metry of the parts, than the mind by observing The first I shall take notice of is an objection the resemblance transmitted
from parents to their commonly offered, viz..that such a poem hath offspring, and the mingled features of the father indeed some good lines in it, but it is not a re- and mother. The phrases of holy writ, and gular piece. This, for the most part, is urged allusions to several passages in the inspired by those whose knowledge is drawn from some writings (though not produced as proofs of docfamous French critics, who have written upon trine) add majesty and authority to the noblest the epic poem, the drama, and the great kinds discourses of the pulpit : in like manner, an of poetry, which cannot subsist without great imitation of the air of Homer and Virgil, raises regularity; but ought by no means to be re- the dignity of modern poetry, and makes it apquired in odes, epistles, panegyrics, and the pear stately and venerable. like, which naturally admit of greater liberties. The last observation I shall make at present The enthusiasm in odes, and the freedom of is upon the disgust taken by those critics, who epistles, is rarely disputed: but I have often put on their clothes prettily, and dislike every heard the poems upon public occasions, written thing that is not written with ease. I hereby
which I choose to call panegyrics, therefore give the genteel part of the learned severely censured upon this account; the rea- world to understand, that every thought which son whereof I cannot guess, unless it be, that is agreeable to nature, and expressed in lanbecause they are written in the same kind of guage suitable to it, is written with ease. There numbers and spirit as an epic poem, they ought are some things which must be written with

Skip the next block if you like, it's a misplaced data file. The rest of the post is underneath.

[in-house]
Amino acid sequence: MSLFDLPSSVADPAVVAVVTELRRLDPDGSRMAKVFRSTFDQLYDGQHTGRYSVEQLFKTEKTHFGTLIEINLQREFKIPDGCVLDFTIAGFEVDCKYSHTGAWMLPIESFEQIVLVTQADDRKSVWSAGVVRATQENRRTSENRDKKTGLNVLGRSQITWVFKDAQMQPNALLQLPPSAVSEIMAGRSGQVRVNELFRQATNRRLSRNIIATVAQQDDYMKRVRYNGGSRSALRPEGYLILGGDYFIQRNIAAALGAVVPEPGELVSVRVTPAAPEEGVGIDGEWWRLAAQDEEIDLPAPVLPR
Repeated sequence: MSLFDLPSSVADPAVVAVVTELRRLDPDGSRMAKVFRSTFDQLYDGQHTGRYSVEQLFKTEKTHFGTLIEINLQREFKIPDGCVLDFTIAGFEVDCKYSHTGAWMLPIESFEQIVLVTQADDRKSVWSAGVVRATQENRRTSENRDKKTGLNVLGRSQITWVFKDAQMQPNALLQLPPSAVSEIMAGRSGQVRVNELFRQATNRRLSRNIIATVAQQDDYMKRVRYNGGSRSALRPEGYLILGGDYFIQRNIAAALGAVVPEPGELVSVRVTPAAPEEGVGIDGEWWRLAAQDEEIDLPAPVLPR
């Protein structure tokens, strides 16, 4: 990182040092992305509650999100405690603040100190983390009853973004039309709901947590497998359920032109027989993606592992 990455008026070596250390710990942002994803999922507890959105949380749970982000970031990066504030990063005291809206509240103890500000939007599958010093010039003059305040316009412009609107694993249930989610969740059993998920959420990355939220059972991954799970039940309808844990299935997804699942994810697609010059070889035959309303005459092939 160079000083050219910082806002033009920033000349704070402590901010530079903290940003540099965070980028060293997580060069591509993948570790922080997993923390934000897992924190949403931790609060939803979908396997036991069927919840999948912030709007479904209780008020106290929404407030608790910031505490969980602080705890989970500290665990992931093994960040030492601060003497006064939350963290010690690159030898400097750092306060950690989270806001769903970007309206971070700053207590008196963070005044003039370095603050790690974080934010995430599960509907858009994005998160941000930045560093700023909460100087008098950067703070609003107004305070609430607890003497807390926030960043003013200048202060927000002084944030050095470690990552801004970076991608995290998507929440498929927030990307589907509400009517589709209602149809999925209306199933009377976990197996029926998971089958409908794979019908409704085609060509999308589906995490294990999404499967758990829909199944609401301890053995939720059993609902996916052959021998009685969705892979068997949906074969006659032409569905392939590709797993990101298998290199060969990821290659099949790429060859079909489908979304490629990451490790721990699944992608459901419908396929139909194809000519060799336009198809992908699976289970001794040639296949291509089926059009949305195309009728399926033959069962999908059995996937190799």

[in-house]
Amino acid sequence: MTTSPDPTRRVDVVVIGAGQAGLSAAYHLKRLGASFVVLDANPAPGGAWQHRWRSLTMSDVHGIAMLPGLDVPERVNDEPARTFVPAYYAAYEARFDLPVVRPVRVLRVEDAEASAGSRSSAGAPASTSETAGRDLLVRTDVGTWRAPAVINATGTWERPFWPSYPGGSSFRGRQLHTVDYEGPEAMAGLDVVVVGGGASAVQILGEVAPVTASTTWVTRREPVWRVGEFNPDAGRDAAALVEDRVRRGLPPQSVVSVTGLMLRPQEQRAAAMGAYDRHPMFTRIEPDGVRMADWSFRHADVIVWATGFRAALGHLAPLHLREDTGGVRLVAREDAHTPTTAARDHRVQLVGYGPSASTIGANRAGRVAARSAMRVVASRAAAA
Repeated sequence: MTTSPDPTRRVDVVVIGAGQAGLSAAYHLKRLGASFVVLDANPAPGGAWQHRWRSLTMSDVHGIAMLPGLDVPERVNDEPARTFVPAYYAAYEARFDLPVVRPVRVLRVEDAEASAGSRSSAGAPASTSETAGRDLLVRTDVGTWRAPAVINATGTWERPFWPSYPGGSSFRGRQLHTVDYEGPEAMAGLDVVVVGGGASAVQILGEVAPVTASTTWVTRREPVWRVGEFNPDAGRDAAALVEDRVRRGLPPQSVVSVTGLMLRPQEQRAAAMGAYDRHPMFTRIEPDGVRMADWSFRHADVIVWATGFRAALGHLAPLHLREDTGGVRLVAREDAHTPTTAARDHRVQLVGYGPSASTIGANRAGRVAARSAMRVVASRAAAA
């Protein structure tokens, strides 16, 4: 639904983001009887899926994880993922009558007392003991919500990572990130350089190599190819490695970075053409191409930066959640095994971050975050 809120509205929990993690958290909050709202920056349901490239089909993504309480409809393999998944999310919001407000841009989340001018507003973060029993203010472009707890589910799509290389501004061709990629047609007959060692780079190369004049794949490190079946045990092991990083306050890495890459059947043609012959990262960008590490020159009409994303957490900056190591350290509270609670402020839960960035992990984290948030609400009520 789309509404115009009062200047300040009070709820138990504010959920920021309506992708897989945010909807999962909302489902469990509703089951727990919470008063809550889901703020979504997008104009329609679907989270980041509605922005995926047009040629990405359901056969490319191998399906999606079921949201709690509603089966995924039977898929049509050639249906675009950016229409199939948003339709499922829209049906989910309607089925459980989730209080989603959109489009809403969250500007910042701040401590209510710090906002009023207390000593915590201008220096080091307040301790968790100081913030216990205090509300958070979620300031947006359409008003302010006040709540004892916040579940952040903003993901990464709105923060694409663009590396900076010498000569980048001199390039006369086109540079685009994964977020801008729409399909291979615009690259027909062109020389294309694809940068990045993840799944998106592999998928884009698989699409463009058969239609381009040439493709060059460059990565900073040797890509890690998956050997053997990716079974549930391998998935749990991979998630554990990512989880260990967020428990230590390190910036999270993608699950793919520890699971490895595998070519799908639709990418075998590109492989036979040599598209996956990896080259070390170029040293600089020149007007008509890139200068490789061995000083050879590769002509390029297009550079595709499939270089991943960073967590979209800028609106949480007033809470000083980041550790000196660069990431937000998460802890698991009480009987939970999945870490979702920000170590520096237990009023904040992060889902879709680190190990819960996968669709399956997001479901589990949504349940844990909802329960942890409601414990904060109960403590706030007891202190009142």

therefore to have the same regularity. Now strength, which nevertheless are easy. The an epic poem consisting chiefly in narration, it statne of the gladiator, though represented in 13 necessary that the incidents should be related such a posture as strains every muscle, is as in the same order that they are supposed to have easy as that of Venus; because the one expresses been transacted. But in works of the above. strength and fury as naturally as the other doth mentioned kind, there is no more reason that beauty and softness. The passions are some. soch order should be observed, than that an ora- times to be roused, as well as the fancy to be tion should be as methodical as a history. I think entertained ; and the soul to be exalted and enit sufficient that the great hints suggested from larged, as well as soothed. This often requires the subject, be so disposed, that the first may a raised and figurative style ; which readers of naturally prepare the reader for what follows, low apprehensions, or soft and languid dispoand so on ; and that their places cannot be sitions (having heard of the words, fustian and changed without disadvantage to the whole. I bombast) are apt to reject as stiff and affected will add further, that sometimes gentle devia- language. But nature and reason appoint diftions, sometimes bold, and even abrupt digres- ferent garbs for different things; and since I sions, where the dignity of the subject seems to write this to the men of dress, I will ask them give the impulse, are proofs of a noble genius; if a soldier who is to mount a breach, should be es winding about and returning artfully to the adorned like a beau, who is spruced up for a ball ? main design are marks of address and dexterity. Another artifice made use of by pretenders to No. 13.)